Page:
America's Federal Housing Finance Agency has approved a giant residential real-estate auction at Fannie Mae (the Federal National Mortgage Association) to help the mortgage giant unload its inventory of 122,616 foreclosed houses.
As yet no date has been set for the mammoth auction, but it is the first time that US regulators have allowed Fannie Mae to sell houses in bulk.
Corporate bidders will have to have at least $5 million in assets in order to take part, while private individuals will have to have an income of more than $200,000 per annum. All of the bidders will have to have a proven track record as successful landlords, especially as many of the homes included in the auction are currently occupied by tenants whose landlords have not been able to keep up mortgage repayments. Buyers will also not be able to sell the properties on straight away. Instead, they will have to rent out the homes for an as yet unspecified number of years before they can sell.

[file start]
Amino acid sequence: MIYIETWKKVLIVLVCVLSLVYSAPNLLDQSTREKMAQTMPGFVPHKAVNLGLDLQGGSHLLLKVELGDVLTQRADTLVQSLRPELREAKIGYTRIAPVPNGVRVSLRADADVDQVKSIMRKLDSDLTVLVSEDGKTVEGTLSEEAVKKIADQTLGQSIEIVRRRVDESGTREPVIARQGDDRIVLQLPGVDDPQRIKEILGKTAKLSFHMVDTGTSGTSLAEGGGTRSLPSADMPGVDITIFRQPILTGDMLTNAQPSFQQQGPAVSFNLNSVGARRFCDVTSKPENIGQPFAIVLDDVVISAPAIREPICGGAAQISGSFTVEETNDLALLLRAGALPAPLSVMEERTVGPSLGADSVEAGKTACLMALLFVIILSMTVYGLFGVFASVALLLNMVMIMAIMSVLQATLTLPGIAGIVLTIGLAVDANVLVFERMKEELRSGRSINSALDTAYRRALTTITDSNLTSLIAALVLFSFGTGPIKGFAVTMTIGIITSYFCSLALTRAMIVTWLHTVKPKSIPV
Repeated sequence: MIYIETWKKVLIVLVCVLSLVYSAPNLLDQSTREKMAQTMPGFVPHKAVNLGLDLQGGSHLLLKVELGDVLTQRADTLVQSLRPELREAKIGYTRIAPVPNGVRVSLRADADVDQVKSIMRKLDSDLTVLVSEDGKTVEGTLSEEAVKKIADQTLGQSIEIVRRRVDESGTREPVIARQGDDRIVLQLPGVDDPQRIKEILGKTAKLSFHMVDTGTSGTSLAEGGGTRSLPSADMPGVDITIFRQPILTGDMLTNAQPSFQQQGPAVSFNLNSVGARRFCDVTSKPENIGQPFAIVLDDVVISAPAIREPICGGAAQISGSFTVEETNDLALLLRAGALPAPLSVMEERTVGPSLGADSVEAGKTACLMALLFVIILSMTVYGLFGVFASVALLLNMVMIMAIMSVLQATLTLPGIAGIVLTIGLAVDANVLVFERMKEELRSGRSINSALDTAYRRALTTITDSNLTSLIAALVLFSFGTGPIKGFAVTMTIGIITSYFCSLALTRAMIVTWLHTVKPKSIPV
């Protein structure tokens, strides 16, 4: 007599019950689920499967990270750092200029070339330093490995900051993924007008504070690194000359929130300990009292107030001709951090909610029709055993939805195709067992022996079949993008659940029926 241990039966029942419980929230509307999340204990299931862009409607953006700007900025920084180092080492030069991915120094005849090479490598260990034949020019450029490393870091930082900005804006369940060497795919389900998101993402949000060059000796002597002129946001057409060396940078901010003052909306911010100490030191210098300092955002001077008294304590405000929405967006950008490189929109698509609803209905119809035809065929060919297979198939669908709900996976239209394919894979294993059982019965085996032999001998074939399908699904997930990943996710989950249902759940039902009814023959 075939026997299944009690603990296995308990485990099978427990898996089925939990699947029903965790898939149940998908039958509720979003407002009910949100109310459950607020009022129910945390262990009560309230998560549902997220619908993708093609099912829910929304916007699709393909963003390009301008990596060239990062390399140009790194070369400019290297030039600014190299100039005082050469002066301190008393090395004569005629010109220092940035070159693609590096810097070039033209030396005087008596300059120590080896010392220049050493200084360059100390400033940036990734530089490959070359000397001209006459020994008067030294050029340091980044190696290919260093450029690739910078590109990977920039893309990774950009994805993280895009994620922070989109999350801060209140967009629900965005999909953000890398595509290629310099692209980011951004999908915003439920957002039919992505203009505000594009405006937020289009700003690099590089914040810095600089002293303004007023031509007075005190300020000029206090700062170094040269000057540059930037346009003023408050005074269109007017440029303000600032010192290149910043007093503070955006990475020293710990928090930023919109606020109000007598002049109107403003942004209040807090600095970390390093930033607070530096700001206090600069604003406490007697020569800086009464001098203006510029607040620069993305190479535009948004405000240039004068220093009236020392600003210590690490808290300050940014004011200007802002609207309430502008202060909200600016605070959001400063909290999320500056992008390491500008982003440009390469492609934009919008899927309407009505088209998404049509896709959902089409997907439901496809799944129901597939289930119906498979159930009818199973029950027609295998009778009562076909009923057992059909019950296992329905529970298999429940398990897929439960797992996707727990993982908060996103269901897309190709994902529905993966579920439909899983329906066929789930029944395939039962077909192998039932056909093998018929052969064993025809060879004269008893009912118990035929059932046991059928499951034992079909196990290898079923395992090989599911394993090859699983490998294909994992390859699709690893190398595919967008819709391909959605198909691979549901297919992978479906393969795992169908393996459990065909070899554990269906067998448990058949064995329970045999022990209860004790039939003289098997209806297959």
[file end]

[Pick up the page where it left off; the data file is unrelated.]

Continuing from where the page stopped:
These conditions are hoped to strengthen the US property market and allow Fannie Mae to achieve its core aims of keeping money flowing to mortgage lenders, strengthening the U.S. housing and mortgage markets and supporting affordable homeownership.
“Our mandate is to keep money flowing to mortgage lenders and to make sure people can buy or rent housing. We have one of the largest foreclosure prevention operations to help struggling homeowners keep making their mortgage payments and avoid losing their homes.” said a spokesman for the company.
The pilot auction will come from areas hard-hit by the downturn such as Atlanta, Chicago, Detroit, Fort Lauderdale, Las Vegas and Los Angeles.
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